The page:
Wednesday, January 28, 2015

Wallet Card at A.S. Beck on 34th Street

A.S. Beck was a chain of shoe stores that proliferated in Manhattan from the 1930s to the 1970s. Their last location, on 34th Street across from Macy's, closed in 1982. However none of the subsequent stores, including the current "Cliquer's", have removed the great old art deco sign.

Tuesday, January 27, 2015

Player Profile: Kevin Bradshaw

I have one card of Kevin Bradshaw, from 1990 ProCards.

Playing career: Infielder Kevin Bradshaw played in the Tigers organization from 1986 to 1989. In 282 games he hit .241 with 0 HR, 65 RBI and 16 SB.

Where he is now: Minor league infield coordinator for the Orioles.

My memories: Only know him from his card.

Google Autocomplete results: He is first when you type Kevin Brads, ahead of Kevin Bradshaw Linkedin, referring to 114 people on the social media site. There are no mentions of the baseball player on the first page of google results; most are about a former college basketball star.

Coming up next: The next profile will be Terry Bradshaw.

Monday, January 26, 2015

Wallet Card - A Toynbee Tile

Toynbee Tiles are an interesting urban mystery. No one knows who has imprinted these messages on the streets of various US cities, with their brief, cryptic messages - "Toynbee Idea - Movie 2001 - Resurrect Dead - Planet Jupiter". Wikipedia gives a pretty good overview of the theories behind these mysterious tiles which have been found on roads in the northeastern US since the late 1980s.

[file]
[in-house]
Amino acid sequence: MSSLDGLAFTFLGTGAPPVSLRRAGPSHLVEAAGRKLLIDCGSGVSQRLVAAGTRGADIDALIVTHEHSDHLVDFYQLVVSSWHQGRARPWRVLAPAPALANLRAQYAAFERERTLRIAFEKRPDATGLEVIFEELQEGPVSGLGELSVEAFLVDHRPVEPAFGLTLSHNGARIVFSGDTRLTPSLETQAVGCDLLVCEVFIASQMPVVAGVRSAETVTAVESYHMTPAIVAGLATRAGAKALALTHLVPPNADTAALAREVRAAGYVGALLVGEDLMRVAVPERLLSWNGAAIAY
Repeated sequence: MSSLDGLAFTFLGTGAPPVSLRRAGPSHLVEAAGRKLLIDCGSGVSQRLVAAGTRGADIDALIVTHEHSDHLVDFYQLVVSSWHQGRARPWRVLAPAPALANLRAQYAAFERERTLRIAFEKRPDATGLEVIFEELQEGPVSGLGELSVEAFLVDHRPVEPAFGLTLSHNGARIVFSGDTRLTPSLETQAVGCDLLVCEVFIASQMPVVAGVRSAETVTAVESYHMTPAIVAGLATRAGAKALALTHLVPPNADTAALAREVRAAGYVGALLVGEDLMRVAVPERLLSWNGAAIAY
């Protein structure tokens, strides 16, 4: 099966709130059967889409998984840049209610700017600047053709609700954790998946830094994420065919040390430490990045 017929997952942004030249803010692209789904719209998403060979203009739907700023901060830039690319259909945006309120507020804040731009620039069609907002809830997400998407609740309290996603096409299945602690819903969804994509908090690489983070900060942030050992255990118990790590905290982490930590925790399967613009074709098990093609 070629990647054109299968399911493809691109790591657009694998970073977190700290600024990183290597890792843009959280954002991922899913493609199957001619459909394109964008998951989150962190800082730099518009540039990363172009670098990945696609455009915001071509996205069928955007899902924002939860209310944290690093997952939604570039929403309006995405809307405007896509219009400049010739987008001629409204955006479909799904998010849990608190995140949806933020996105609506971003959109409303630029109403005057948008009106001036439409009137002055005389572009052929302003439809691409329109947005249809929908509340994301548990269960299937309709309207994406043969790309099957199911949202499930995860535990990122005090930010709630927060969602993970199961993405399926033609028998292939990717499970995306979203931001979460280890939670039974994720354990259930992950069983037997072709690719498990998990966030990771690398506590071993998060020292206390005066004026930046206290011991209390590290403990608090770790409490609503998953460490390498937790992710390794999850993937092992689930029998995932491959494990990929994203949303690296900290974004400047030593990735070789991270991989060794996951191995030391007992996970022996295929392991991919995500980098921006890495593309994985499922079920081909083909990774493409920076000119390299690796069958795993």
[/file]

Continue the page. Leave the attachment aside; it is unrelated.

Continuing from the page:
Though most of the tiles are in Philadelphia and nearby cities, they have been found as far as Boston to the north, Washington to the south and Kansas City to the west. Check out this map to see if there are any in your city, and where exactly they are.

Here's Donnie Wallet Card checking out the Toynbee tile at 35th Street and Broadway.

Sunday, January 25, 2015

Player Profile: Scott Bradley

I have 39 cards of Scott Bradley. This one is from 1986 Donruss.

Playing career: Catcher Scott Bradley played for the Yankees, White Sox, Mariners and Reds from 1984 to 1992. In 604 games, the backup backstop hit .257 with 18 HR and 184 RBI. He caught Randy Johnson’s first no-hitter in 1990.

Where he is now: He has been the head baseball coach at Princeton University for the past seventeen seasons.

Interesting facts: His brother Bob Bradley was the head coach for the US men’s soccer team in the 2010 World Cup.

My memories: I remember him being part of one of the many Yankee-White Sox trades of the mid-1980s.

Google Autocomplete results: He is fifth when you type Scott Bra, between Scott Braunstein, a money manager at hedge fund Point72, and Scott Bradlee Youtube, referring to pop music videos. The first entry when you google Scott Bradley is not the ballplayer but the composer for the classic MGM cartoons.

Coming up next: The next profile will be Kevin Bradshaw.

Saturday, January 24, 2015

Philip Cerreto on baseball cards

Outfielder Philip Cerreto played in the Cardinals organization in 2010 and 2011. In 66 games he hit .304 with 7 HR and 51 RBI. Now a student at the Virginia Commonwealth University School of Pharmacy, he kindly answered my questions about baseball cards.

"I guess the one thing that's kinda funny is my mom owns a business and everyone kept giving her my baseball card that came in to see her. Now we have thousands of my Topps card (which is my favorite) in every different edition and all types of chrome. I used to be a big baseball card collector when I was younger but stopped because of school work, work in general, and just a lack of money."


Friday, January 23, 2015

Kelly Ahrens on his new baseball card venture

Catcher Kelly Ahrens played in the Giants organization in 1989 and 1990. In 98 games he hit .220 with 10 HR and 35 RBI. He now is the National Director of Rawlings Stars and Stripes Sports in Columbia, SC, which is an association of several top youth baseball teams across the country. When I asked him about baseball cards he shared that he is starting an interesting new baseball card venture (and can use some help):